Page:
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Was the bombing of Hiroshima and Nagasaki justified?

  • Definately justified

    The estimated loss of American soldiers, if we were to invade Japan's mainland without the use of nuclear bombs, was over a million. Japan was also estimated to lose more than the amount lost due to the bombs. The bombs killed a little over 300 thousand, but the estimated amount of lives lost is over 2 million. For this reason the bombing was justified.

  • Less people died then if America invaded Japan on land by assault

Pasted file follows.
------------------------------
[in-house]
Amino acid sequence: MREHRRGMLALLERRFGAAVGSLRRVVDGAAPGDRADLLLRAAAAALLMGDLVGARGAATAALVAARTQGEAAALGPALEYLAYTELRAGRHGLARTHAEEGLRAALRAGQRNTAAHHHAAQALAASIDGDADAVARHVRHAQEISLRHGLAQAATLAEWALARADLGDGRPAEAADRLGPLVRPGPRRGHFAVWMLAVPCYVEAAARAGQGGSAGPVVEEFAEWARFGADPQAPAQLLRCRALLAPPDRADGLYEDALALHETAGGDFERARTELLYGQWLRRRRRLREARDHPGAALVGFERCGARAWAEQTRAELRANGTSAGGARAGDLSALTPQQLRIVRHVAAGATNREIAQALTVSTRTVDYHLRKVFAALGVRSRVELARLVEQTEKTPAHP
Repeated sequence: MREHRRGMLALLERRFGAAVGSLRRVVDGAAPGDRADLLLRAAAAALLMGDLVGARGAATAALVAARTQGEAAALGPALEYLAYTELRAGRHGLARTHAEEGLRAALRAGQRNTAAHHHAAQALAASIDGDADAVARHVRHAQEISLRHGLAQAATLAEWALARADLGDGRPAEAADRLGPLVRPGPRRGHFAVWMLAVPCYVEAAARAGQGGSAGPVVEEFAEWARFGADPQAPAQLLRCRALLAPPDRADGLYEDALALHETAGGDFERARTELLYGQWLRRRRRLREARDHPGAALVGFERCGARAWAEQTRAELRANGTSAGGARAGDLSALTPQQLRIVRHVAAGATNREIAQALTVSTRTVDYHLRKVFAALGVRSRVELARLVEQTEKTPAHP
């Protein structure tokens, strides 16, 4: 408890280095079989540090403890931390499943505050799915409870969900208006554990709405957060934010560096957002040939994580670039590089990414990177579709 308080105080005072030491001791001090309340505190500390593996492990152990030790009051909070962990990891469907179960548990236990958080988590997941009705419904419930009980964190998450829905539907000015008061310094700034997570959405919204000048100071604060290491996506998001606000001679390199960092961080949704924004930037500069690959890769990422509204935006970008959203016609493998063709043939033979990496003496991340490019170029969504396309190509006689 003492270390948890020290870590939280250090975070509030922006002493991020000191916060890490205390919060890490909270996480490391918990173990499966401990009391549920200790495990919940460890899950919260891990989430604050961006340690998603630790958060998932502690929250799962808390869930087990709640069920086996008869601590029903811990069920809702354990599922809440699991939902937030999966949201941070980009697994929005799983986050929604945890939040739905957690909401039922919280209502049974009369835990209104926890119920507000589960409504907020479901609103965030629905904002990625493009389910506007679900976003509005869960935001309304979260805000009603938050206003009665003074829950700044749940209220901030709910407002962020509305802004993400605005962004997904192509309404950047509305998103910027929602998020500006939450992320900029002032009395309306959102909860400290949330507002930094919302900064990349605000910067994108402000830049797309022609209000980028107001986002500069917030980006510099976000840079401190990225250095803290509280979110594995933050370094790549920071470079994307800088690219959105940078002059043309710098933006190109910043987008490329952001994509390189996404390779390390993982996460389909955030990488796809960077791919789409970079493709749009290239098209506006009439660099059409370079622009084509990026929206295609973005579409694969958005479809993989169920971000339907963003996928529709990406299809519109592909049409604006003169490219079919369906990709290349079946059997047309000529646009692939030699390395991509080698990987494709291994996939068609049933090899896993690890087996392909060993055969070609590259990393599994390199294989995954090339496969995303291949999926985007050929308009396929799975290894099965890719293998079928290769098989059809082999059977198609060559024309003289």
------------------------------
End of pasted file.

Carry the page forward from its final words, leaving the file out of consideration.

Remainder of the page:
The war in the pacific had been raging for almost four years. The two battles immediately preceding the bomb decision were iwo jima and okinawa, two battles where the Japanese fought to the death and the cost in American casualties was horrific. It was predicted that the invasion of the Japanese mainland at the island of kyushu -- scheduled for November of 1945 -- would be even worse. The entire Japanese military and civilian population would fight to the death. American casualties -- just for that initial invasion to get a foothold on the island of Japan would have taken up to an estimated two months and would have resulted in up to 75,000 to 100,000 casualties -- up to 20,000 dead! And that was just the beginning. Once the island of kyushu was captured by U.S. Troops, the remainder of Japan would follow. You can just imagine the cost in injuries and lives this would take. estimated us casualties for operation Olympic and coronet were 250,000 along with 1,000,000 Japanese civilian casualties. In the parlance of the young, "this is a no-brainer." it is not beyond the possibility that a million or more Americans could have been killed had we landed. The Japanese had correctly guessed where we intended to land, and were ready and waiting for us. The casualties would have been high. One American tanker walked around the area he was to have assaulted had we landed. According to him most of the "road?" Marked on his map were not roads, but simply foot paths. He felt that tanks would have played a very small part in the fighting. It would have been more fighting against caves, and suicide attacks. the bomb was dropped with a desire to save lives. It is a matter of math. How many Americans lost their lives fighting how many Japanese at tarawa, iwo jima, okinawa. The mathematical formula showed the closer we got to Japan the more we lost. Next, one must calculate how many Japanese military people were still in Japan. Add to that figure the fact that women were being trained to fight. Before you say the women would not fight please remember that many women on okinawa committed suicide fearing all the stories they were told about what the Americans would do to them if they surrendered. perhaps your grandfathers were among the 18-26 year old American gi's who had managed to survive the war in Europe. If so, on august 6, 1945, they were with approximately a million other boys on the way to the pacific. At least 50-80% of them were expected to die in the invasion of the Japanese home islands. Since most of these young men were not yet married, your grandfathers had not yet married your grandmothers, so if they did not come back, then your parents would never be born and therefore you would not be here to second-guess historical decisions. people can argue all they want about what the true U.S. Government estimates of U.S. Casualties in an invasion of Japan were. Doesn't matter. I can guarantee you that 99.9% of the soldiers, sailors and airmen involved in the actual combat, or training for the upcoming invasion were convinced that the invasion of Japan would be a bloodbath. I have never heard or read of any American military person who was involved in the late stages of fighting in the war with Japan who was not glad that the atomic bombs were dropped to end the war. yes, war is war, and death in war is redundant, you must realize, that death in war is only legal if it is military death and not civilian death, unless the civilians pick up arms and fight back (then in that case they would be considered combatants). to say that the U.S. Was justified in dropping the bombs, one would have to believe the maxim "the end justifies the means." bombs in general should seldom be used especially those of this magnitude. the largest number of people killed in a single b-29 raid was not at Hiroshima, but at Tokyo, with conventional firebombs. Some 80,000-100,00 people killed. The problem was that even with the savage firebombing, the pathetic idiot military elite that was in charge of Japan didn't care! They didn't care how much suffering their people had to endure. Surrender was not going to happen! Real men, real samurai never surrender! The voices of reason calling for surrender, for beginning negotiations with America were shouted down. Thus, more than anything else, the atomic bomb gave emperor Hirohito the "face-savin?" Boost that he needed to tell these idiots that the time had come for Japan to surrender. It was one thing to surrender in the face of battle against an enemy with conventional bombs and weapons. It was another thing to face the seemingly supernatural force of atomic weapons. No matter that the atomic bombs actually killed fewer Japanese per city and were thus less effective than conventional firebombs. No, atomic weapons were a supernatural force that the Americans now controlled and so this was a good reason to stop fighting finally. when you compare with simple math, the dropping of the bombs took less lives than if we had tried to invade Japan. That's true for Japanese lives as well as American lives. Japanese lives were saved as a direct result of those bombs. the Japanese casualties (not including suicides as seen on okinawa) were expected to be 5 to 10 times that of the allies in an invasion. As many as 20 million Japanese men, women and children might have died in a bloody invasion. Saving lives in a worthy goal. Sadly some had to die that others might live. while the atomic bombs, just as any bombs, were an unpleasant way to die, in the long run it saved lives and brought ww 2 to an end. Six long and costly years of world-wide death and destruction came to an end, thanks to the courageous decision made by president truman. how many Japanese would have died as we invaded the islands of Japan? Every city could have been leveled, every rice paddy, all utilities, sewers, etc. What bullets and bombs didn't kill the diseases that followed would finish. Certainly that figure would have exceeded those that died by far all those that died from the two bombs dropped. after having fought through iwo jima, saipan, Guam, and okinawa, there was no doubt that the Japanese people and their leaders would fight until the last man, woman, and child. If the emperor had not instructed his subjects to stop fighting after Nagasaki they were prepared to resist tanks and artillery with sticks and stones until the last man, woman, and child perished. an invasion of the Japanese mainland would have been a blood-bath for both sides. One could ask if cutting off the arm of a man is just. If that arm has gangrene and will kill the man slowly if not amputated, then it is indeed just. It does not matter that the arm is "innocent."